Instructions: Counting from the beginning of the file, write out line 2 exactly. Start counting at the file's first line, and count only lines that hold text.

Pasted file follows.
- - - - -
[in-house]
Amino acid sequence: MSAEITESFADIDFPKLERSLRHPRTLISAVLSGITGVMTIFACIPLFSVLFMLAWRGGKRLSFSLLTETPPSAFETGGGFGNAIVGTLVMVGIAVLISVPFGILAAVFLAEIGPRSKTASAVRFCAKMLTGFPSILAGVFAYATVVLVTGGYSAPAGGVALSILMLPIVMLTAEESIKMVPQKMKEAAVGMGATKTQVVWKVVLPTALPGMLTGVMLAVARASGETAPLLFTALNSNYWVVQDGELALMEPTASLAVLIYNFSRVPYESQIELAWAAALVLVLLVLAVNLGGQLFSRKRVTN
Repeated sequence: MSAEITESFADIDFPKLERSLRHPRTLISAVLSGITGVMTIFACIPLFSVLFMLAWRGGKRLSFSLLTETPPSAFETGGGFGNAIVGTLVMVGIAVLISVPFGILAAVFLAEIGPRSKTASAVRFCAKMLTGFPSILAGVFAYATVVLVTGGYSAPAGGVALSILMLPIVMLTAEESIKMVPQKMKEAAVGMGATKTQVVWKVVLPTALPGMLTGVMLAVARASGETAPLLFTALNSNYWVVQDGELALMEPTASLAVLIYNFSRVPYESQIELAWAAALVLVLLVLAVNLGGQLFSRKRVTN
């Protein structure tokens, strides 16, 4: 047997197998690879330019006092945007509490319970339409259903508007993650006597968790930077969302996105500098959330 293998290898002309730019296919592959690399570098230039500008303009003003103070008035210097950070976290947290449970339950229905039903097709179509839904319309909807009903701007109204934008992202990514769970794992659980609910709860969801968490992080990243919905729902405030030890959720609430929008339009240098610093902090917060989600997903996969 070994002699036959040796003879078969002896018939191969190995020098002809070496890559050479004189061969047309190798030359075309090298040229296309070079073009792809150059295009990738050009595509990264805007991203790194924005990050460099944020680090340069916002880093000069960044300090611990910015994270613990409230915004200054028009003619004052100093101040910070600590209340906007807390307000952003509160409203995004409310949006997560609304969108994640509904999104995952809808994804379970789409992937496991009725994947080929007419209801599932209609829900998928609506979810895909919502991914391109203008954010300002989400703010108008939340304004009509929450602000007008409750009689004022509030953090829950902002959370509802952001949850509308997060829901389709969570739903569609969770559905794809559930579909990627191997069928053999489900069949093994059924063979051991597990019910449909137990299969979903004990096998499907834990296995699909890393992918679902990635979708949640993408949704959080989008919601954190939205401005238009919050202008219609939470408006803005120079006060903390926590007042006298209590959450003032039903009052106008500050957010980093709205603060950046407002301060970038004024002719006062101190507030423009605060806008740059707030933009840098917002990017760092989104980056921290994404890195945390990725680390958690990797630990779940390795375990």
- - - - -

Amino acid sequence: MSAEITESFADIDFPKLERSLRHPRTLISAVLSGITGVMTIFACIPLFSVLFMLAWRGGKRLSFSLLTETPPSAFETGGGFGNAIVGTLVMVGIAVLISVPFGILAAVFLAEIGPRSKTASAVRFCAKMLTGFPSILAGVFAYATVVLVTGGYSAPAGGVALSILMLPIVMLTAEESIKMVPQKMKEAAVGMGATKTQVVWKVVLPTALPGMLTGVMLAVARASGETAPLLFTALNSNYWVVQDGELALMEPTASLAVLIYNFSRVPYESQIELAWAAALVLVLLVLAVNLGGQLFSRKRVTN